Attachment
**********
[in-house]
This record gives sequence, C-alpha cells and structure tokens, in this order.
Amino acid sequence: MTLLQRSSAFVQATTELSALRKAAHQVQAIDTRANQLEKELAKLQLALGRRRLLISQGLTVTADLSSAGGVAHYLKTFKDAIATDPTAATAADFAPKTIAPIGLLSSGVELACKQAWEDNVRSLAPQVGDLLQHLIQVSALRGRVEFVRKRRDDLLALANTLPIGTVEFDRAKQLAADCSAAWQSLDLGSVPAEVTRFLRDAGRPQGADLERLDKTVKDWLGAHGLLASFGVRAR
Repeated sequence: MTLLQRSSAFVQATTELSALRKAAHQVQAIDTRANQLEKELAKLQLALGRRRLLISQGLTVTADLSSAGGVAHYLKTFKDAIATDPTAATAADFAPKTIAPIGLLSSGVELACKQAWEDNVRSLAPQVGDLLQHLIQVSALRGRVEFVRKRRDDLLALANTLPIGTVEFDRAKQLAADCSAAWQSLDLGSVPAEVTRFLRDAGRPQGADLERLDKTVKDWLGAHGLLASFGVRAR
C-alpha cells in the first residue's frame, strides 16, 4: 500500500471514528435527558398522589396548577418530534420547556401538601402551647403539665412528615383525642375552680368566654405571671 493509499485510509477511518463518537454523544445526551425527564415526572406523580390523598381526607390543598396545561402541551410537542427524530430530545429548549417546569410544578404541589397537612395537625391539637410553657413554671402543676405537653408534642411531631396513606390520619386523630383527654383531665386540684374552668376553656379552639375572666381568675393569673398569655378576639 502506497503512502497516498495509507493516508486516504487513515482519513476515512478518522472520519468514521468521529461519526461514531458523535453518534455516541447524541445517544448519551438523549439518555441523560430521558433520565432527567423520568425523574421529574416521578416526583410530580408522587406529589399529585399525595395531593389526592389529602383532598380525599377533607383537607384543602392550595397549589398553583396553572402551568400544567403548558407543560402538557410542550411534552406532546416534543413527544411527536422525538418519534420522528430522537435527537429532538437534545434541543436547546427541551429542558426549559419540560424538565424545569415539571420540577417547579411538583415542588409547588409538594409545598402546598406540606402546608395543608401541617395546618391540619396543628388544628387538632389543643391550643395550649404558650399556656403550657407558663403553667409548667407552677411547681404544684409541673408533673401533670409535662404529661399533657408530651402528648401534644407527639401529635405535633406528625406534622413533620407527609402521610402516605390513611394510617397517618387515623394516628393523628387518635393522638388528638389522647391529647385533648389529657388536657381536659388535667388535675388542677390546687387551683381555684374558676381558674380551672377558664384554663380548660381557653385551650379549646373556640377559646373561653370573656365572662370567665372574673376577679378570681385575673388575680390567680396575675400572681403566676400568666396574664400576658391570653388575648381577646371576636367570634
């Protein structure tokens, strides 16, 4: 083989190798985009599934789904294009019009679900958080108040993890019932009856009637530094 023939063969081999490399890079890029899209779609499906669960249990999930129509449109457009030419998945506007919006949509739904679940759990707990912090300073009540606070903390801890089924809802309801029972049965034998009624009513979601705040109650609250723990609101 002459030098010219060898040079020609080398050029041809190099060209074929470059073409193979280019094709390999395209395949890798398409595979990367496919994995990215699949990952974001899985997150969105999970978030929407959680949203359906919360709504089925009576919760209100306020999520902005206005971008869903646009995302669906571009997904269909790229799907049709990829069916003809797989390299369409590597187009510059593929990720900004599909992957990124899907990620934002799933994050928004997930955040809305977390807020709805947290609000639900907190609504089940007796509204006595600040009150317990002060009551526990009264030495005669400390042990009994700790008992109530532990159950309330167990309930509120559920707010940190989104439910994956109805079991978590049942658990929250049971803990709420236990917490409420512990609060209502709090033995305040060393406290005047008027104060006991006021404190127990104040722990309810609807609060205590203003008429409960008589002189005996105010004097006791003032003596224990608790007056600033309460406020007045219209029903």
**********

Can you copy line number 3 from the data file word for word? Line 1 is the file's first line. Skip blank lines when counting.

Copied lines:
Amino acid sequence: MTLLQRSSAFVQATTELSALRKAAHQVQAIDTRANQLEKELAKLQLALGRRRLLISQGLTVTADLSSAGGVAHYLKTFKDAIATDPTAATAADFAPKTIAPIGLLSSGVELACKQAWEDNVRSLAPQVGDLLQHLIQVSALRGRVEFVRKRRDDLLALANTLPIGTVEFDRAKQLAADCSAAWQSLDLGSVPAEVTRFLRDAGRPQGADLERLDKTVKDWLGAHGLLASFGVRAR